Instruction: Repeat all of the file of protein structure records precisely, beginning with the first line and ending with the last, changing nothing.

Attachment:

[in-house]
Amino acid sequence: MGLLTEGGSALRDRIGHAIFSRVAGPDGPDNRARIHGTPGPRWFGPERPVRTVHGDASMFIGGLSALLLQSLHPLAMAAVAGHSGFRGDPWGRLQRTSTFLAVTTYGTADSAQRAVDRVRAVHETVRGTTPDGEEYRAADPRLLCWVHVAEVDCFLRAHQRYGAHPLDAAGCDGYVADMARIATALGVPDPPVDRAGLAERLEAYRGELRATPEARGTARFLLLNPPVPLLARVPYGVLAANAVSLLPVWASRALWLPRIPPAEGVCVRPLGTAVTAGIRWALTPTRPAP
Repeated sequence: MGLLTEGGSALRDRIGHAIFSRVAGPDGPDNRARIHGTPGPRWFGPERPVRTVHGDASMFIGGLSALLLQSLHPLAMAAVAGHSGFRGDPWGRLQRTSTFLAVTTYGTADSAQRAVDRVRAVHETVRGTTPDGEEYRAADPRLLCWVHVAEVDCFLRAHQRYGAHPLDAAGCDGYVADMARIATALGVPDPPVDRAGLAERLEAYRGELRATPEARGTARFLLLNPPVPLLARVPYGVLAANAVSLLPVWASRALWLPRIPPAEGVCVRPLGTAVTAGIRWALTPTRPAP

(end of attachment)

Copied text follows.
[in-house]
Amino acid sequence: MGLLTEGGSALRDRIGHAIFSRVAGPDGPDNRARIHGTPGPRWFGPERPVRTVHGDASMFIGGLSALLLQSLHPLAMAAVAGHSGFRGDPWGRLQRTSTFLAVTTYGTADSAQRAVDRVRAVHETVRGTTPDGEEYRAADPRLLCWVHVAEVDCFLRAHQRYGAHPLDAAGCDGYVADMARIATALGVPDPPVDRAGLAERLEAYRGELRATPEARGTARFLLLNPPVPLLARVPYGVLAANAVSLLPVWASRALWLPRIPPAEGVCVRPLGTAVTAGIRWALTPTRPAP
Repeated sequence: MGLLTEGGSALRDRIGHAIFSRVAGPDGPDNRARIHGTPGPRWFGPERPVRTVHGDASMFIGGLSALLLQSLHPLAMAAVAGHSGFRGDPWGRLQRTSTFLAVTTYGTADSAQRAVDRVRAVHETVRGTTPDGEEYRAADPRLLCWVHVAEVDCFLRAHQRYGAHPLDAAGCDGYVADMARIATALGVPDPPVDRAGLAERLEAYRGELRATPEARGTARFLLLNPPVPLLARVPYGVLAANAVSLLPVWASRALWLPRIPPAEGVCVRPLGTAVTAGIRWALTPTRPAP